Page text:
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Albert Lee Makes My Dick Hard (Sweet Little Lisa)


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    Albert and Jerry Lee Lewis


    Albert Lee Makes My Dick Hard (Sweet Little Lisa)Albert Lee




    Albert Lee was born on December 21, 1943, in Herefordshire, England. He grew up in Blackheath, London, where his father played English pub music on piano and accordion. At seven, Albert took up piano and studied formally for two years, delving into the styleics, learning pop tunes, and coming to love rock and roll in part through the music of Jerry Lee Lewis.


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    In about 1958 he got his hands on his first guitar, a Hofner President acoustic arch-top. Taking an immediate liking to Buddy Holly And The Crickets, he learned all he could from their records. For a time the acoustic guitar served its purpose, but soon Albert longed for an electric:

    Bizarre Story of Jerry Lee Lewis Anything Goes...Image by mrjyn via Flickr


    "My first real guitar was a Grazioso which was the forerunner of the Hofner Futurama. I paid £85 second hand for it, so it was really expensive...but I always used to wish that I'd bought a Fender instead."

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    Was "Luxury Liner" done live or as an overdub?

    Due to an insatiable craving for American country, rock and roll, and rhythm and blues, Albert diligently studied recordings by Jimmy Bryant, Gene Vincent And The Blue Caps (featuring Cliff Gallup on lead guitar), the Louvin Brothers, Ricky Nelson (James Burton on lead), and especially the Everly Brothers. An important milestone was guitarist Hank Garland's masterwork Jazz Winds from a New Direction, the 1960 LP that shattered the barriers between jazz and country.


    "Of the other guitarists on the scene at the time, the ones that impressed me most were colin Green (who made his name with Georgie Fame), Bob Steel (who went to Paris to join Vince Taylor), and Mickey King (who was in Cliff Bennett's Rebel Rousers but also had a day job in a music shop called Lew Davis on Charing Cross Road...you'd walk in there and he'd say "Hey, I've just worked out James Burton's latest solo", and he'd rattle off this great solo. He was excellent - and also the first guy I saw who played with his fingers as well as a pick...that opened up a whole new world to me), and Harvey Hinsley (who was the first really inventive player I saw, back in early '60. He was doing Cliff Gallup stuff, but the number which knocked me out was 'Goofin Around', an instrumental recorded by Bill Haley's Comets)."

    Albert quit school in Christmas of 1959 (only 16) when his band turned pro:

    "We got a job touring Scotland with stars from Larry Parnes' stable - but after two tours (Dickie Pride and Sally Kelly), I jacked it in. We each got £20 for 12 days - but we had to pay our own hotel bills out of that. Even so, I still saved enough money to put a deposit on an amp when I got back! That would have been Jan '60...my first taste of the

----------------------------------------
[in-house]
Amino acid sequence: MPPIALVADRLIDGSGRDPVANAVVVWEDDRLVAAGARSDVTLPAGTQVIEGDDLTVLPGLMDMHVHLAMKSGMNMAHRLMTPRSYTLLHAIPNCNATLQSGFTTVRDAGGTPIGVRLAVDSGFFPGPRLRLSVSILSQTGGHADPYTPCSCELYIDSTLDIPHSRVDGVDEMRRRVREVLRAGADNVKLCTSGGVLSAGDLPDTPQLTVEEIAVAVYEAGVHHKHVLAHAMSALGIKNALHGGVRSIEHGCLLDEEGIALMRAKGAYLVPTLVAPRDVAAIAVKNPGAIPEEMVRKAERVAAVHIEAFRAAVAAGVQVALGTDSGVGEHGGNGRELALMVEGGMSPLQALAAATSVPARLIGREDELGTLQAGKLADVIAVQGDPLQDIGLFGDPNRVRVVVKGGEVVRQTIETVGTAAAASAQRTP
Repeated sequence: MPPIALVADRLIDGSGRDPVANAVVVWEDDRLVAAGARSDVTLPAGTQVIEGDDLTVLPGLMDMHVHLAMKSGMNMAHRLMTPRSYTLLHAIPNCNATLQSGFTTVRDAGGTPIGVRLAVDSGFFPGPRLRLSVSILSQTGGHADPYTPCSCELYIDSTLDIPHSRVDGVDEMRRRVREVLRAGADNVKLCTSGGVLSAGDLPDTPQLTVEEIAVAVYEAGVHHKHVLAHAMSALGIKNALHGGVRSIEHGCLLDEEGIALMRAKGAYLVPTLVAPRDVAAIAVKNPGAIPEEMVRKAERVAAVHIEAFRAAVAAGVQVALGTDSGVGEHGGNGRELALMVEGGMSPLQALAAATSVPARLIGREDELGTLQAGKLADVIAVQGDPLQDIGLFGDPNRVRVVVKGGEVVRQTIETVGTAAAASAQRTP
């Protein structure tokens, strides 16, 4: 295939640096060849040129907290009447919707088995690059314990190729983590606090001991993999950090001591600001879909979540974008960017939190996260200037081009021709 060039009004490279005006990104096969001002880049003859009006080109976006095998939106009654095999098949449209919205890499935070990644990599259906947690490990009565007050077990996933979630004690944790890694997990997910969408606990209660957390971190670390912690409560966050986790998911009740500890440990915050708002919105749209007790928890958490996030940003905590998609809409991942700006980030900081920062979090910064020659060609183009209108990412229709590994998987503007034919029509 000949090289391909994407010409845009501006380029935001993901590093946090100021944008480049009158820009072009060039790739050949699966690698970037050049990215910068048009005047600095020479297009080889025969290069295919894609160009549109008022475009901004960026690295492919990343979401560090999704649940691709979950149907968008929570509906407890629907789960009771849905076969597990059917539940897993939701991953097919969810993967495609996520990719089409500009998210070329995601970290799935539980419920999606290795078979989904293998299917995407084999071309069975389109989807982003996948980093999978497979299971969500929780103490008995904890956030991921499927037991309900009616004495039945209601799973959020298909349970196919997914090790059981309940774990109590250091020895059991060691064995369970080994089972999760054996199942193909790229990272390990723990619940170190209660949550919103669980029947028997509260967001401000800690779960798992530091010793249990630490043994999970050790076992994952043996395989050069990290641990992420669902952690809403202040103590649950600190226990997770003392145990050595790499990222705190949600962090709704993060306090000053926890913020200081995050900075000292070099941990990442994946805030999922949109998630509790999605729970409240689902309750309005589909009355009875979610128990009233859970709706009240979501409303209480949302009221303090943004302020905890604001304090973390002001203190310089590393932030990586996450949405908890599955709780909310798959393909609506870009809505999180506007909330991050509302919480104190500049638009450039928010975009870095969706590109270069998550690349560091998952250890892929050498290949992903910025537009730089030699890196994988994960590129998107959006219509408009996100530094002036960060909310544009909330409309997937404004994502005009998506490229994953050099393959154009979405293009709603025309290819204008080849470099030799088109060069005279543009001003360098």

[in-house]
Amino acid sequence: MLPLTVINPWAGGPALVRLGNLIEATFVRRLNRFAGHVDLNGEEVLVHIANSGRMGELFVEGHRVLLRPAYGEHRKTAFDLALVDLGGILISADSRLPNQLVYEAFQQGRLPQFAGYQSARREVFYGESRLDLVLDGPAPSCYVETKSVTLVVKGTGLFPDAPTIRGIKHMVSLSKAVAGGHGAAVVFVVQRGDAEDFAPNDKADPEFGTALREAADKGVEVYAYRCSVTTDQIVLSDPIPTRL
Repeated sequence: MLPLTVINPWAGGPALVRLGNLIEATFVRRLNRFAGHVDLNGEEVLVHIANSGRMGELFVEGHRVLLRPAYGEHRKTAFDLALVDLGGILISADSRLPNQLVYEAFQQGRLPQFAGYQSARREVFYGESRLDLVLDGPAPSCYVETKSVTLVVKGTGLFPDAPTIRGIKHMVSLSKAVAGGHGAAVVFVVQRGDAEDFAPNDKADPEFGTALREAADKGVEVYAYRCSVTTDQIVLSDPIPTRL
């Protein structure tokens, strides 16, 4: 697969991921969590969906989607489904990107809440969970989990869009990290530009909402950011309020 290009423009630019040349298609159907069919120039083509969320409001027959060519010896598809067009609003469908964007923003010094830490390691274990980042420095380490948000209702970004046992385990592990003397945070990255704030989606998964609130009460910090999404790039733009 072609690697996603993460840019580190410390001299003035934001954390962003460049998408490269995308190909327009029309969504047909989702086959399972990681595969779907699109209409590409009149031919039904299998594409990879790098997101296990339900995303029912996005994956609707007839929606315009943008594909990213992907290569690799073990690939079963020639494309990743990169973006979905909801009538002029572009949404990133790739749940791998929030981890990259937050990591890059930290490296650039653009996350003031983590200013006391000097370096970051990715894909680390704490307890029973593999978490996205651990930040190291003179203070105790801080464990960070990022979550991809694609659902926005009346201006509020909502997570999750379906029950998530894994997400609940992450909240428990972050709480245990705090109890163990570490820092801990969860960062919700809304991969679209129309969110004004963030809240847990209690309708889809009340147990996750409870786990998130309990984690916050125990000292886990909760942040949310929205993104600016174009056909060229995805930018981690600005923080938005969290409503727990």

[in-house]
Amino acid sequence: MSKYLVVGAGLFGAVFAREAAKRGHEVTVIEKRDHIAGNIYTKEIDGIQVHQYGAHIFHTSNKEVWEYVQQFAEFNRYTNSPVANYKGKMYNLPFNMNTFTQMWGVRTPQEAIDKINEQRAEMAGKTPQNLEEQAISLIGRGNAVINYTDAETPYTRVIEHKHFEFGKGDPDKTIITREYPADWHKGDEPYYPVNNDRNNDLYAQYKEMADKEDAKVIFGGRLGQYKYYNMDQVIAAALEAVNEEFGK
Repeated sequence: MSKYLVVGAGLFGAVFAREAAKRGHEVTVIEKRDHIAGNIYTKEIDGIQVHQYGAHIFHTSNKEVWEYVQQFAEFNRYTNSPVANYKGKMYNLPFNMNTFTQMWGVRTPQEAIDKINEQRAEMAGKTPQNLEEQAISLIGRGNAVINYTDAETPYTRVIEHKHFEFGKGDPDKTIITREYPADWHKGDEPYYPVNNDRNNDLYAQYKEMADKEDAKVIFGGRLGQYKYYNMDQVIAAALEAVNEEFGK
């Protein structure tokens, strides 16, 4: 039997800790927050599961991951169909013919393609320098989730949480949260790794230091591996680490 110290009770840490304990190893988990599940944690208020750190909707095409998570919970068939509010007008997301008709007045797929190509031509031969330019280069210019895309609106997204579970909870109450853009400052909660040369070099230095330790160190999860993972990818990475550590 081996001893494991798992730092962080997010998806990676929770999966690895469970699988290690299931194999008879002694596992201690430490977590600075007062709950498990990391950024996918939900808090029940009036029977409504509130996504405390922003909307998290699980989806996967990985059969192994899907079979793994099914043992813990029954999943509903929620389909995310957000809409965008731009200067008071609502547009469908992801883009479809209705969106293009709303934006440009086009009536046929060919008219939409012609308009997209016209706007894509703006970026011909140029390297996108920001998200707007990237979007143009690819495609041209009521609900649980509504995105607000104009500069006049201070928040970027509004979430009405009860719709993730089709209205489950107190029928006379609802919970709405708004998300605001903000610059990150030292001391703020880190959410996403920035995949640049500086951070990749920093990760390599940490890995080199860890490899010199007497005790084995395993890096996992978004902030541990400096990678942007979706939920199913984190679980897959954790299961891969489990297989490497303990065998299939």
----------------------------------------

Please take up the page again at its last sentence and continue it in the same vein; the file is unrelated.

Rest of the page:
Various day jobs followed but it wasn't until 1961 that his luck turned when he was approached by Bob Xavier to join his band.




    "By 1961, I'd been through various day jobs (including making blueprints, working in a laundry, and paint spraying) but still hankered after being able to earn enough playing in a group...and I was in Selmers one day (helping a friend choose a Les Paul Junior, which he then used to lend to me) when I ran into this bloke called Bob Xavier, who asked me to join his band. So I wore a variety of open necked silky shirts and worked American airbases and London clubs for over a year.

    "Bob Xavier was West Indian, and the band was modelled on Emile Ford and the Checkmates. Most other groups around town were still doing rock'n'roll, but we were into Drifters/Brook Benton sort of stuff...but in summer '62 Xavier left and we became the house band at the 2Is [paid 18 bob a night].

    "We'd play in the cofee bar 5 or 6 nights a week - backing whoever wandered onto the stage...and at weekends we would go out of town doing one-nighters backing Vince Eager, Keith Kelly and Jackie Lynton (who were all managed by Tom Littlewood - owner of the 2Is at the time).

    Albert's first record was cut when he was with The Jury backing Jackie Lynton on All Of Me/I'd Steal (Piccadilly 7n35064 - sept 62...just on the A-side, produced by Les Reed).

    "Trying to make it as a rock musician was a very haphazard business in the early sixties - and it was pretty dangerous too...you could get caught up in all manner of things. I was lucky because I could always go home to my parents - it was just a question of hopping onto the tube. I often wonder if I'd ever have become a professional musician if I'd been living somewhere like Cornwall, because I wasn't the sort to move into some sleazy digs and endure all that suff...even though I was soon spending a lot of time living in small cupboards adjoining unsavoury clubs spread around Germany!
    "We [The Nightsounds] went to Hamburg for three weeks playing the Top Ten Club - the same time as The Beatles were playing The Star Club. It was my first trip abroad...in the day when every musician had to pay his dues in Hamburg - nightly, dusk to dawn.